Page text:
b) inform about the treatment plan.
c) follow the manufacturer’s instructions, namely, the application of bandages with maximum ankle dorsiflexion. d) ensure compression on the calf muscles, as, as mentioned, the pressure will decrease the greater the circumference and it is vital to ensure sufficient pressure in the twin muscle to provide venous return.
e) resort to the use of padding, when necessary, to ensure the adjustment of the bandage and protect areas from pressure damage or to manage excessive exudate; nevertheless, it is necessary to remember that when increasing the circumference of the limb with the padding, compression will be reduced and therefore the compression therapy system; some systems already incorporate textiles in bandages to prevent this volume.
f) use elastic stockings after healing to prevent recurrences and teach the patient about appropriate placement and importance of use.
g) systematically update and reassess the care plan and records of interventions.
h) ensure good skin care and ask the user to lift the limbs when at rest.
i) promoting the user’s adherence to treatment, namely through the discussion of possible options and the method of application [9,15,16].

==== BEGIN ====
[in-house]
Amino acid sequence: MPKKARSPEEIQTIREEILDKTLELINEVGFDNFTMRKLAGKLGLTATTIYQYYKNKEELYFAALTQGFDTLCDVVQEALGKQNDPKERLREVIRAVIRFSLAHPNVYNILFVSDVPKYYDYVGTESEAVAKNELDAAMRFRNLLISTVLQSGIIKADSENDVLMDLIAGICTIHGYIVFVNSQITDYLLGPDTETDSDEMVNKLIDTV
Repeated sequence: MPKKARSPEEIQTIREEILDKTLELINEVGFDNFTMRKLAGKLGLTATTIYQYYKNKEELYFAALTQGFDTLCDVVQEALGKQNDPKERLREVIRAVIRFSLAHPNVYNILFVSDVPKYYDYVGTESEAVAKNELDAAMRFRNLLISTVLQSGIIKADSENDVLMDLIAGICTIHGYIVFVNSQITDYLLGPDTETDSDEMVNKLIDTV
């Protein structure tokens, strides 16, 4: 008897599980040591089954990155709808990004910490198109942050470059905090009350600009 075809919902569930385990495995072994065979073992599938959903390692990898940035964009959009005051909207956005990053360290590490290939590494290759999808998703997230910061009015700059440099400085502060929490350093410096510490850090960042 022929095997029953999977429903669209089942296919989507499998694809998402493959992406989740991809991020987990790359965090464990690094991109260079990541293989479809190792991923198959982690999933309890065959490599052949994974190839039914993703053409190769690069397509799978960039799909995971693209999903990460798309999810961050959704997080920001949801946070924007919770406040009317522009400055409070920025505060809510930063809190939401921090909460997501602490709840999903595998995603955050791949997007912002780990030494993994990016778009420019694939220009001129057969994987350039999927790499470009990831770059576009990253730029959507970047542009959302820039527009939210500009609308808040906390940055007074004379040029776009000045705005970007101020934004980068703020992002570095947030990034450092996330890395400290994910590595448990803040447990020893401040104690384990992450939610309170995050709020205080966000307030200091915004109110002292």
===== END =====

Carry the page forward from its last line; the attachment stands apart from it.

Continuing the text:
After consultation with the above topics and confirmation of the presence of a patient with venous ulcers, ABPI>0.8 and tolerance to compressive therapy, this treatment may be used.


The leg ulcer has multifactorial implications for the patient and family. It is therefore essential that the Family Nurse, due to its centrality in the health of the patient and family, effectively distinguishes the different types of chronic leg ulcers and the most appropriate treatments for each of them, respecting the personal and hereditary antecedents. In addition, he should know and make use of compressive therapy, whenever it is considered the most appropriate, to prevent the use of differentiated care, reduce the cost and duration of treatment and avoid possible hospitalizations and associated morbidities. In this way, it will increase health gains and will be responsible for the reduction and adequacy of costs associated with health care.